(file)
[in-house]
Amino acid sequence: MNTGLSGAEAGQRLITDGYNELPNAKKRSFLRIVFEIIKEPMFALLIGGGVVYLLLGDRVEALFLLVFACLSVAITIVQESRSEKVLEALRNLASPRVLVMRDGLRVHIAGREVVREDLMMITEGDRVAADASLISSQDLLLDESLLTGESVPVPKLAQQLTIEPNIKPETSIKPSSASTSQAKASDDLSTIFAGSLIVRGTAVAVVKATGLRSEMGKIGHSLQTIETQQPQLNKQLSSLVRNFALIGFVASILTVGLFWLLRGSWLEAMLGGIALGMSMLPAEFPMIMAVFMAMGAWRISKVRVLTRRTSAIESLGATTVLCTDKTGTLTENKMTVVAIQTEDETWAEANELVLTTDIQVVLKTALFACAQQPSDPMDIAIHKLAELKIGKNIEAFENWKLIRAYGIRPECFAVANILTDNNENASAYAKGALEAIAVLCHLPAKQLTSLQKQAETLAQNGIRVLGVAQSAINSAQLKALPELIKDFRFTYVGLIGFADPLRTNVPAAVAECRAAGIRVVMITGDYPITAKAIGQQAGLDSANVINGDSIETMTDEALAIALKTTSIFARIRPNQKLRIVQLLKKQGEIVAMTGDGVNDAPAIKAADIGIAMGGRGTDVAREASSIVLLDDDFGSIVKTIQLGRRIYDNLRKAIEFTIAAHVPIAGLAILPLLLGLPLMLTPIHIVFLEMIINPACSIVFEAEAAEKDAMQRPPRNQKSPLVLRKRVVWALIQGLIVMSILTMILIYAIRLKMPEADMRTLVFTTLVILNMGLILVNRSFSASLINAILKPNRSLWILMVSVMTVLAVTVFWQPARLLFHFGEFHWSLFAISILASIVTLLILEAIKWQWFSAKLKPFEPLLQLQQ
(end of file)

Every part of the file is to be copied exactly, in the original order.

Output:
[in-house]
Amino acid sequence: MNTGLSGAEAGQRLITDGYNELPNAKKRSFLRIVFEIIKEPMFALLIGGGVVYLLLGDRVEALFLLVFACLSVAITIVQESRSEKVLEALRNLASPRVLVMRDGLRVHIAGREVVREDLMMITEGDRVAADASLISSQDLLLDESLLTGESVPVPKLAQQLTIEPNIKPETSIKPSSASTSQAKASDDLSTIFAGSLIVRGTAVAVVKATGLRSEMGKIGHSLQTIETQQPQLNKQLSSLVRNFALIGFVASILTVGLFWLLRGSWLEAMLGGIALGMSMLPAEFPMIMAVFMAMGAWRISKVRVLTRRTSAIESLGATTVLCTDKTGTLTENKMTVVAIQTEDETWAEANELVLTTDIQVVLKTALFACAQQPSDPMDIAIHKLAELKIGKNIEAFENWKLIRAYGIRPECFAVANILTDNNENASAYAKGALEAIAVLCHLPAKQLTSLQKQAETLAQNGIRVLGVAQSAINSAQLKALPELIKDFRFTYVGLIGFADPLRTNVPAAVAECRAAGIRVVMITGDYPITAKAIGQQAGLDSANVINGDSIETMTDEALAIALKTTSIFARIRPNQKLRIVQLLKKQGEIVAMTGDGVNDAPAIKAADIGIAMGGRGTDVAREASSIVLLDDDFGSIVKTIQLGRRIYDNLRKAIEFTIAAHVPIAGLAILPLLLGLPLMLTPIHIVFLEMIINPACSIVFEAEAAEKDAMQRPPRNQKSPLVLRKRVVWALIQGLIVMSILTMILIYAIRLKMPEADMRTLVFTTLVILNMGLILVNRSFSASLINAILKPNRSLWILMVSVMTVLAVTVFWQPARLLFHFGEFHWSLFAISILASIVTLLILEAIKWQWFSAKLKPFEPLLQLQQ